Ayuhshesha, Āyuḥśēṣa, Āyuḥśeṣa, Ayus-shesha: 5 definitions
Ayuhshesha means something in Hinduism, Sanskrit, Marathi. If you want to know the exact meaning, history, etymology or English translation of this term then check out the descriptions on this page. Add your comment or reference to a book if you want to contribute to this summary article.
The Sanskrit terms Āyuḥśēṣa and Āyuḥśeṣa can be transliterated into English as Ayuhsesa or Ayuhshesha, using the IAST transliteration scheme (?).
Languages of India and abroad
Marathi-English dictionarySource: DDSA: The Aryabhusan school dictionary, Marathi-English
āyuḥśēṣa (आयुःशेष).—a On the point of death. m Re- maining life. The end of life.
Marathi is an Indo-European language having over 70 million native speakers people in (predominantly) Maharashtra India. Marathi, like many other Indo-Aryan languages, evolved from early forms of Prakrit, which itself is a subset of Sanskrit, one of the most ancient languages of the world.
Sanskrit-English dictionarySource: DDSA: The practical Sanskrit-English dictionary
1) remainder of life; °शेषतया (śeṣatayā) Pt.1; °जीवित (jīvita) Pt.4 being destined to live longer.
2) end or decline of life.
Derivable forms: āyuḥśeṣaḥ (आयुःशेषः).
Āyuḥśeṣa is a Sanskrit compound consisting of the terms āyus and śeṣa (शेष).Source: Cologne Digital Sanskrit Dictionaries: Shabda-Sagara Sanskrit-English Dictionary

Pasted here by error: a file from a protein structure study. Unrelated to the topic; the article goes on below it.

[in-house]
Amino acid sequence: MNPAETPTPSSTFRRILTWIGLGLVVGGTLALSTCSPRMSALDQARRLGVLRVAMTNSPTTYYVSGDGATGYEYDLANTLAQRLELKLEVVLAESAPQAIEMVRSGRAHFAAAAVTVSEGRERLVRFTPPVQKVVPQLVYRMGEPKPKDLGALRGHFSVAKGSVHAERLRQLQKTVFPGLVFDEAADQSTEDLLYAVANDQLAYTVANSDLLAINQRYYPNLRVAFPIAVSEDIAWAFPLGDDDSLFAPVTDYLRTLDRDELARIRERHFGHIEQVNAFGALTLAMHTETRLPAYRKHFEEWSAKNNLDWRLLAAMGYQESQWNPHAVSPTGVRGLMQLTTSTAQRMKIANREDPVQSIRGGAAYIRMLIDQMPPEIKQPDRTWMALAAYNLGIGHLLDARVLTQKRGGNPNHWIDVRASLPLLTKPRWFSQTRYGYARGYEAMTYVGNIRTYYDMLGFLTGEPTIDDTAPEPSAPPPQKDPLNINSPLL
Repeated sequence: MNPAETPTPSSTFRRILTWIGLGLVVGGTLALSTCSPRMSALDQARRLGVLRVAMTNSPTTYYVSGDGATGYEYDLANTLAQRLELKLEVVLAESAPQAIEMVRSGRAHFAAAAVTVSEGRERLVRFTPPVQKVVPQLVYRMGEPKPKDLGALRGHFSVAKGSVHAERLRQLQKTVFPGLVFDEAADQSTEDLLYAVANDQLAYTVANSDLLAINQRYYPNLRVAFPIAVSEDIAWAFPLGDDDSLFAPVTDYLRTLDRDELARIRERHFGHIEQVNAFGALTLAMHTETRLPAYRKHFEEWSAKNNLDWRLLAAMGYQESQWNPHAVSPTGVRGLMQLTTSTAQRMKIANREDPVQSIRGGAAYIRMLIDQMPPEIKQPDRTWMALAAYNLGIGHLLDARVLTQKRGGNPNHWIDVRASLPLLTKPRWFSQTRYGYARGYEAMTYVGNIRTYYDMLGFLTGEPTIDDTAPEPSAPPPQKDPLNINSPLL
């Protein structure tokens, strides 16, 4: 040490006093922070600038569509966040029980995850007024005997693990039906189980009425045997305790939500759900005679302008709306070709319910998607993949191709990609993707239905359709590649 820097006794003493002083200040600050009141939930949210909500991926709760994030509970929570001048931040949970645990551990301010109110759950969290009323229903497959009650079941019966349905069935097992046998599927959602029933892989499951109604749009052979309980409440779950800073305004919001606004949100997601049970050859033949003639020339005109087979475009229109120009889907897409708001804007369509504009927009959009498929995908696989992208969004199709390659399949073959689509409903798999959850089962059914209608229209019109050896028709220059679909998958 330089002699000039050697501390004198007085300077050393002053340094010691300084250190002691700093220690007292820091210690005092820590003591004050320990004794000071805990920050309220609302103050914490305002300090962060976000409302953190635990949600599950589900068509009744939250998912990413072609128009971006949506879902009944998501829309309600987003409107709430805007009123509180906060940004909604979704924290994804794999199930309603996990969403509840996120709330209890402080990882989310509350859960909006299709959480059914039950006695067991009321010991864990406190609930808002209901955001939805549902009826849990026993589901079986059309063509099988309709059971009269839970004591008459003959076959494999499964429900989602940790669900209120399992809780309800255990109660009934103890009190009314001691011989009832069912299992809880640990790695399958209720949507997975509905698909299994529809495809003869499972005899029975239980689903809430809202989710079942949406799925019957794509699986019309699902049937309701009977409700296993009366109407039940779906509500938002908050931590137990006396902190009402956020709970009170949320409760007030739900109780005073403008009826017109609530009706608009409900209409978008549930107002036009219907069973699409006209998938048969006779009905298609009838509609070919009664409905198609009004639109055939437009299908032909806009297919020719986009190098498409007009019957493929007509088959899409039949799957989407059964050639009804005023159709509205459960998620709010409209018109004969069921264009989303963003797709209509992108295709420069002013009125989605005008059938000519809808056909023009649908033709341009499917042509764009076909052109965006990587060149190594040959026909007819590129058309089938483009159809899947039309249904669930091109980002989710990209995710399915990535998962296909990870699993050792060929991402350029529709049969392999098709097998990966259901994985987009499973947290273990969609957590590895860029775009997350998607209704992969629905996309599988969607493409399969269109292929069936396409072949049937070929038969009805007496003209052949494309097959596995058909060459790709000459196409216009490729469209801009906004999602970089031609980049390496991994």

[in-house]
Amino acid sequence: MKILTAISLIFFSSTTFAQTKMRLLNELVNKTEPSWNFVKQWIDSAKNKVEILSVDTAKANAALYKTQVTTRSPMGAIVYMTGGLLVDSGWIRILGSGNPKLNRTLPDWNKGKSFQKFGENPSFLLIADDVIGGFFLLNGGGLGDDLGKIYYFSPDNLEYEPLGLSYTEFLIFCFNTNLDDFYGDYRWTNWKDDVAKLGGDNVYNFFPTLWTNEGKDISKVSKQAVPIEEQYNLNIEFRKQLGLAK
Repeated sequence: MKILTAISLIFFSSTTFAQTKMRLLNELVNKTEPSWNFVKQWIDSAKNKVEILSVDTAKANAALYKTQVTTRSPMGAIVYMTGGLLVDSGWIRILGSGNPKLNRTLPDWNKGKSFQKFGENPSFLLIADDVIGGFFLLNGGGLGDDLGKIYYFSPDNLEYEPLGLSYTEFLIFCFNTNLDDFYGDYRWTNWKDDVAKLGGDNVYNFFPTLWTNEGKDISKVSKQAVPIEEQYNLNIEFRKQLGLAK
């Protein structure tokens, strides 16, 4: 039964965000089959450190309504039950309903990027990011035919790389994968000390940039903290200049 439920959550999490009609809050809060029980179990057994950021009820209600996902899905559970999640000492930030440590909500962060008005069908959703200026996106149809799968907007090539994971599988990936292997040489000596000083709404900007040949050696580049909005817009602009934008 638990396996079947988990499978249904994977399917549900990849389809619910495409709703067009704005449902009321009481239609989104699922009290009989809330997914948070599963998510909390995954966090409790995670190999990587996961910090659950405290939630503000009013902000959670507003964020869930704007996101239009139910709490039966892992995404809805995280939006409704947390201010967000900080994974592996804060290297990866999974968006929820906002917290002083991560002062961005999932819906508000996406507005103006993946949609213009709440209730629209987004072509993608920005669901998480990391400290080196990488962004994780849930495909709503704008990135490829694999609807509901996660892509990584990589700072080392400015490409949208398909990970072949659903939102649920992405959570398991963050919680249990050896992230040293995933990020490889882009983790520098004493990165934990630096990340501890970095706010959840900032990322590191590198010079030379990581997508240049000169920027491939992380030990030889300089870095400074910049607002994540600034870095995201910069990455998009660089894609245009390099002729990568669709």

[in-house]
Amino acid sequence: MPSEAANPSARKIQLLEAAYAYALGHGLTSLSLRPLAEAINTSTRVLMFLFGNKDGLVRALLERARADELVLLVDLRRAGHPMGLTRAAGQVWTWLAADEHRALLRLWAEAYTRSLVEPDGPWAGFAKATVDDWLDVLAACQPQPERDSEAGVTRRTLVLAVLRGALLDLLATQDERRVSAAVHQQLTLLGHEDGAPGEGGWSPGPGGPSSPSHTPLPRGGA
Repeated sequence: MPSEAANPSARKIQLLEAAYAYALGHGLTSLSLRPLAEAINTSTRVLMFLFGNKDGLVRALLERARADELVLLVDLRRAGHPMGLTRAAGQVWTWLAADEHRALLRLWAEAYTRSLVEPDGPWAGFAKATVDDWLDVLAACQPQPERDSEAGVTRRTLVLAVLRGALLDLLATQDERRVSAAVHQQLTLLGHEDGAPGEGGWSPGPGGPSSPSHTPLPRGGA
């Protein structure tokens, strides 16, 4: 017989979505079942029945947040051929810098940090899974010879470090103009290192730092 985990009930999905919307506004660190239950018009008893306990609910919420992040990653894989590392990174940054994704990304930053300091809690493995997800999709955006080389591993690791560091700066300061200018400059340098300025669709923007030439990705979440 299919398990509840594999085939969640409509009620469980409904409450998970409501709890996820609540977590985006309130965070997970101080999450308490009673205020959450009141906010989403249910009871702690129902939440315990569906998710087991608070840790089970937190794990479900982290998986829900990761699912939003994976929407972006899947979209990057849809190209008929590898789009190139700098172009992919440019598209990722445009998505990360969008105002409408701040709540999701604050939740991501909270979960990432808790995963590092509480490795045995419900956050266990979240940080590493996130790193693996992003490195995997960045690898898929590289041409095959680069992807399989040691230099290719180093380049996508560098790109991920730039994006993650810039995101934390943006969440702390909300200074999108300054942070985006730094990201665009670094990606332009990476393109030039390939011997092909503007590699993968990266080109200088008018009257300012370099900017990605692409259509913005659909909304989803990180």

(-ṣaḥ) End of life, death. E. āyus and śeṣa end.Source: Cologne Digital Sanskrit Dictionaries: Cappeller Sanskrit-English Dictionary
Āyuḥśeṣa (आयुःशेष).—1. [masculine] rest of life.
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Āyuḥśeṣa (आयुःशेष).—2. [adjective] having a rest of life, not yet dead; [abstract] tā [feminine]Source: Cologne Digital Sanskrit Dictionaries: Monier-Williams Sanskrit-English Dictionary
1) Āyuḥśeṣa (आयुःशेष):—[=āyuḥ-śeṣa] [from āyuḥ > āyu] m. remainder of life, [Hitopadeśa]
2) [v.s. ...] mfn. having still a short space of life left, not yet about to die
Sanskrit, also spelled संस्कृतम् (saṃskṛtam), is an ancient language of India commonly seen as the grandmother of the Indo-European language family. Closely allied with Prakrit and Pali, Sanskrit is more exhaustive in both grammar and terms and has the most extensive collection of literature in the world, greatly surpassing its sister-languages Greek and Latin.
See also (Relevant definitions)
Starts with: Ayuhsheshata.
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